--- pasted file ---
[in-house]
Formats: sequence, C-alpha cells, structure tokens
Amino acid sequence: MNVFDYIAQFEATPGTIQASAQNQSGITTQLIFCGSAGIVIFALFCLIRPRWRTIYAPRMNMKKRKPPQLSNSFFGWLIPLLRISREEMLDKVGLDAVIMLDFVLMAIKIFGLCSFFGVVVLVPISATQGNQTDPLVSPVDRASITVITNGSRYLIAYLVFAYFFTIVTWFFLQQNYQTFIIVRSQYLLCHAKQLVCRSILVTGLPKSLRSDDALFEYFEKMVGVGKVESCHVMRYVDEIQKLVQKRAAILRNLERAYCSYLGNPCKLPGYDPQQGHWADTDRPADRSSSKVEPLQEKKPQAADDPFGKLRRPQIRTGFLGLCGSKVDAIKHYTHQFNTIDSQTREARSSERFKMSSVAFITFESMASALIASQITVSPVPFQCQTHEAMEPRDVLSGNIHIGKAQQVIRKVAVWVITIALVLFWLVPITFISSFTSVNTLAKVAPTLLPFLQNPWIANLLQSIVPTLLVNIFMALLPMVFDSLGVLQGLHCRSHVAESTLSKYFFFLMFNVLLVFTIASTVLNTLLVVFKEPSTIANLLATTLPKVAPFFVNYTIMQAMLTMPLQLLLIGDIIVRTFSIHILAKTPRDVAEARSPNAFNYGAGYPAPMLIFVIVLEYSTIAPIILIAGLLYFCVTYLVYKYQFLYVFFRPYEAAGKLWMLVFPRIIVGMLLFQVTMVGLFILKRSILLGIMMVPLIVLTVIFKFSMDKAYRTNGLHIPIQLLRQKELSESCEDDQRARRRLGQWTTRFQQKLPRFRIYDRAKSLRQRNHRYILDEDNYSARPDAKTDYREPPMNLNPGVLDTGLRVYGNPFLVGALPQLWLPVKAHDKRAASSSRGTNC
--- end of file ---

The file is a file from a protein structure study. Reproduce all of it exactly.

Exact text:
[in-house]
Formats: sequence, C-alpha cells, structure tokens
Amino acid sequence: MNVFDYIAQFEATPGTIQASAQNQSGITTQLIFCGSAGIVIFALFCLIRPRWRTIYAPRMNMKKRKPPQLSNSFFGWLIPLLRISREEMLDKVGLDAVIMLDFVLMAIKIFGLCSFFGVVVLVPISATQGNQTDPLVSPVDRASITVITNGSRYLIAYLVFAYFFTIVTWFFLQQNYQTFIIVRSQYLLCHAKQLVCRSILVTGLPKSLRSDDALFEYFEKMVGVGKVESCHVMRYVDEIQKLVQKRAAILRNLERAYCSYLGNPCKLPGYDPQQGHWADTDRPADRSSSKVEPLQEKKPQAADDPFGKLRRPQIRTGFLGLCGSKVDAIKHYTHQFNTIDSQTREARSSERFKMSSVAFITFESMASALIASQITVSPVPFQCQTHEAMEPRDVLSGNIHIGKAQQVIRKVAVWVITIALVLFWLVPITFISSFTSVNTLAKVAPTLLPFLQNPWIANLLQSIVPTLLVNIFMALLPMVFDSLGVLQGLHCRSHVAESTLSKYFFFLMFNVLLVFTIASTVLNTLLVVFKEPSTIANLLATTLPKVAPFFVNYTIMQAMLTMPLQLLLIGDIIVRTFSIHILAKTPRDVAEARSPNAFNYGAGYPAPMLIFVIVLEYSTIAPIILIAGLLYFCVTYLVYKYQFLYVFFRPYEAAGKLWMLVFPRIIVGMLLFQVTMVGLFILKRSILLGIMMVPLIVLTVIFKFSMDKAYRTNGLHIPIQLLRQKELSESCEDDQRARRRLGQWTTRFQQKLPRFRIYDRAKSLRQRNHRYILDEDNYSARPDAKTDYREPPMNLNPGVLDTGLRVYGNPFLVGALPQLWLPVKAHDKRAASSSRGTNC